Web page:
December 2019

A validation study of microscopy versus quantitative PCR for measuring parasitemia.

Trop Med Health 2019 27;47:49. Epub 2019 Aug 27.

1QIMR Berghofer Medical Research Institute, Brisbane, Australia.

Microscopy and 18S qPCR are the most common and field-friendly methods for quantifying malaria parasite density, and it is important that these methods can be interpreted as giving equivalent results. We compared results of quantitative measurement of parasitemia by microscopy and by 18S qPCR in a phase 2a study. Microscopy positive samples ( = 355; median 810 parasites/μL [IQR 40-10,471]) showed close agreement with 18S qPCR in mean log/mL transformed parasitemia values by paired test (difference 0.04, 95%CI - 0.01-0.10,  = 0.088). Excellent intraclass correlation (0.97) and no evidence of systematic or proportional differences by Passing-Bablok regression were observed. 18S qPCR appears to give equivalent parasitemia values to microscopy, which indicates 18S qPCR is an appropriate alternative method to quantify parasitemia in clinical trials.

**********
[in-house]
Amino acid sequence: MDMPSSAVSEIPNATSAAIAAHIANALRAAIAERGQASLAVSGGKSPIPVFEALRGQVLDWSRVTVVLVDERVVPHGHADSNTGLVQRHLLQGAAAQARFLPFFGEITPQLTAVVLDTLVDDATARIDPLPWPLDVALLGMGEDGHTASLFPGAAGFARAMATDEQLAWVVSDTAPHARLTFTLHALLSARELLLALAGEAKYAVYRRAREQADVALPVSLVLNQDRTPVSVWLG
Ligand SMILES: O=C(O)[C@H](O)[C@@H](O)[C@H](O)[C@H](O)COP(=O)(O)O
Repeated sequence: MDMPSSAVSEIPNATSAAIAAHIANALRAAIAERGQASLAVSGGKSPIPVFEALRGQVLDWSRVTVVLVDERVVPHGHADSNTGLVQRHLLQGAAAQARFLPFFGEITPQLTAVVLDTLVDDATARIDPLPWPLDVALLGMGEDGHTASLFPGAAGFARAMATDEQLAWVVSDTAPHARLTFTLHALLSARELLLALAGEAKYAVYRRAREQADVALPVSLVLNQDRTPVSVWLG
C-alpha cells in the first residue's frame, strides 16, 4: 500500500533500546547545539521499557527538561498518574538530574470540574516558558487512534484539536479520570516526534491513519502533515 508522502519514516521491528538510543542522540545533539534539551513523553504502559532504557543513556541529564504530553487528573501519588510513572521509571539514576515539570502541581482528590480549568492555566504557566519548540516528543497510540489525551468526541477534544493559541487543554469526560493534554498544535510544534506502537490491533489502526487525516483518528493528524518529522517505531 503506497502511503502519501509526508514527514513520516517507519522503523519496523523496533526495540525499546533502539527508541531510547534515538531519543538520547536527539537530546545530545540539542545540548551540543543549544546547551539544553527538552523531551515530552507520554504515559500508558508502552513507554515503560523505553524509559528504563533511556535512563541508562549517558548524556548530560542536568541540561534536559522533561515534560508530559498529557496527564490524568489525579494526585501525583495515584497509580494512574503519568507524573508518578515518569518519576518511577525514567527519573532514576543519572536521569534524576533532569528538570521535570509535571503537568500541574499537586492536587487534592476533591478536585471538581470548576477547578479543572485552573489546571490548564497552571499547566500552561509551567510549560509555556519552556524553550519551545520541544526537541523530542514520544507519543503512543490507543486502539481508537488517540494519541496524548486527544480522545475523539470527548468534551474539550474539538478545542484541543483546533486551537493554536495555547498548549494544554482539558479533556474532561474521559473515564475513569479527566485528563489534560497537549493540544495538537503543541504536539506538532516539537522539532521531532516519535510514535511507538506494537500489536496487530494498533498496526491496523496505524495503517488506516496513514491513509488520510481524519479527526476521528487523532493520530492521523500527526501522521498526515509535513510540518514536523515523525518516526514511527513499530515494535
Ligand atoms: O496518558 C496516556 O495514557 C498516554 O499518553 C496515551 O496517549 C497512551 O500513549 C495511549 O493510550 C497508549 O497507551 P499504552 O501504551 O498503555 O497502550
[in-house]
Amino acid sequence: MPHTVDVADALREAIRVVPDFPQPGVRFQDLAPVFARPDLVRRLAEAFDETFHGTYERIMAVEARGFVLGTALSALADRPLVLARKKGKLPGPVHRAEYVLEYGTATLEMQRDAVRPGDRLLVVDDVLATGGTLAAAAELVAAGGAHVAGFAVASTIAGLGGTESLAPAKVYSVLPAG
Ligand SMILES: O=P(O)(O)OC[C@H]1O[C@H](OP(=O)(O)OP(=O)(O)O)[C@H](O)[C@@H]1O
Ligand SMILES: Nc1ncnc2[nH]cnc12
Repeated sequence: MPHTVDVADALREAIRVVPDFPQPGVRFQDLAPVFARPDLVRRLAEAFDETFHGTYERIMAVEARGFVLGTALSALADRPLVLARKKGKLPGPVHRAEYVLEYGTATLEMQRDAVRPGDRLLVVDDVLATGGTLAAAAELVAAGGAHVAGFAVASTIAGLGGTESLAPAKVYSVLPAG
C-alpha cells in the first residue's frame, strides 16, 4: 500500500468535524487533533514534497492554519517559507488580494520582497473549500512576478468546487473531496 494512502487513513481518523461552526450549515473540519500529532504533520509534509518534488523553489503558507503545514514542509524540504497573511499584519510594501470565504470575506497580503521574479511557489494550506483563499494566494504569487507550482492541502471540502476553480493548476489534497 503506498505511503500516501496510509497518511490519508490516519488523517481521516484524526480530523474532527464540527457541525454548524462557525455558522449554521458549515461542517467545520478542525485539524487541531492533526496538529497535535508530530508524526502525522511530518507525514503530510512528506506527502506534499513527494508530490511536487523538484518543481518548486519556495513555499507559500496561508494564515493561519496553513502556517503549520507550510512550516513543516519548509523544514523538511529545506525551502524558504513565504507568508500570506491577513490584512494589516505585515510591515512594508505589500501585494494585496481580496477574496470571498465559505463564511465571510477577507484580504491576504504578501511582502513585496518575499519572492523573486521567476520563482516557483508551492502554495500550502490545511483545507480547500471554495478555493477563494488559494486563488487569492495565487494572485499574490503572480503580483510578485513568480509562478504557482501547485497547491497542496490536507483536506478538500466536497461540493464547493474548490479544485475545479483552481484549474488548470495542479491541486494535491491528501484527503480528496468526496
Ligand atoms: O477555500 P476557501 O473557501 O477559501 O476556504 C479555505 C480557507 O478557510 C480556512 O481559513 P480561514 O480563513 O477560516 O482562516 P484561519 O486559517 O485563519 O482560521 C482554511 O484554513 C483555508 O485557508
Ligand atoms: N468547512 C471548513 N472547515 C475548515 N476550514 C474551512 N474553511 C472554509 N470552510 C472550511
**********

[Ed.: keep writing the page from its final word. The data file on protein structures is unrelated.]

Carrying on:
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http://dx.doi.org/10.1186/s41182-019-0176-3DOI Listing
http://www.ncbi.nlm.nih.gov/pmc/articles/PMC6712708PMC
August 2019

DSM265 at 400 Milligrams Clears Asexual Stage Parasites but Not Mature Gametocytes from the Blood of Healthy Subjects Experimentally Infected with .

Antimicrob Agents Chemother 2019 04 27;63(4). Epub 2019 Mar 27.

QIMR Berghofer Medical Research Institute, Herston, QLD, Australia.